Ben: It was sort of like writing music for a film without being constrained by scenes and editing. We could dictate the ebb and flow of the narrative with the music, rather than have it subservient to image. I think that music and sound design play a huge part in creating atmosphere in modern cinema so I didn’t really feel limited by only having to work in those areas. The AI part translated really well to this audio-only medium as it allowed for an incredibly stylised character to be created. Being a malfunctioning AI, there were no preconceptions of what it should sound like. I really just let loose on the sound design.

Stylistically, what can we expect from your sound?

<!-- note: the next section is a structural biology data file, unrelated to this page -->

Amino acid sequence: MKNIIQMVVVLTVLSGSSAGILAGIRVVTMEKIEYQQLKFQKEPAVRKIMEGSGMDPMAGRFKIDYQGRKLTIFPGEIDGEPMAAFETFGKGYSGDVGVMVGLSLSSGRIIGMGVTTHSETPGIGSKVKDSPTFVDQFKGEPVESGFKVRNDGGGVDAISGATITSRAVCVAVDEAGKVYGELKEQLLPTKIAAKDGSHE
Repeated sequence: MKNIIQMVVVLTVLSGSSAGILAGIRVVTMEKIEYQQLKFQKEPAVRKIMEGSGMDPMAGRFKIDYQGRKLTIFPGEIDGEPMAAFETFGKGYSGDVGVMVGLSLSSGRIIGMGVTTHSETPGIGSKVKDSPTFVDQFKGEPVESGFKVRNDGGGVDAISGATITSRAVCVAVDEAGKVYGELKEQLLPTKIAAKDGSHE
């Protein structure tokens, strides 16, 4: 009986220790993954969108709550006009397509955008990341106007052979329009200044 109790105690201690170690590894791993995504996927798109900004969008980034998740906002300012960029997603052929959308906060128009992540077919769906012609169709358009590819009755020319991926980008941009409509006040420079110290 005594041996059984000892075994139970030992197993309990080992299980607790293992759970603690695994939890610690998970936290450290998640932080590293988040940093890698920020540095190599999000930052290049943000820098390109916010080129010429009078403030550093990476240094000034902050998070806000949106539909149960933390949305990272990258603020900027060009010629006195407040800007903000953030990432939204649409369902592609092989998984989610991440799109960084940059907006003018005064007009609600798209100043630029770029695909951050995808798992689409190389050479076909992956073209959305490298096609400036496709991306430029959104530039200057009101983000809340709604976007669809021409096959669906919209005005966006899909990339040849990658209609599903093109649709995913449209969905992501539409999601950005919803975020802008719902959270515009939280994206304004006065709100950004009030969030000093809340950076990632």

Ben: I have always been interested in the ways in which electronics can be combined with an orchestra in an organic and expressive way, and sort of took this concert as an opportunity to try out some of those ideas. My setup for this concert allows me to conduct the ensemble and electronics at the same time; expressively leading the string players while shaping the electronics gesturally with my left hand. This is achieved by having my laptop running a flexible click track which I can fade in and out and adjust in terms of tempo and time signature. This allows me to bring in tempo synced electronic effects, as well as conduct normally, (without the tempo restriction).

I also have a device that tracks my hand movements in 3D space, which I have paired to my left hand in order to control the electronics with my gestures. Tying this whole setup together is my launchpad, a grid of buttons from which I can bring the click in and out, change tempos, launch voice over clips and trigger synth parts.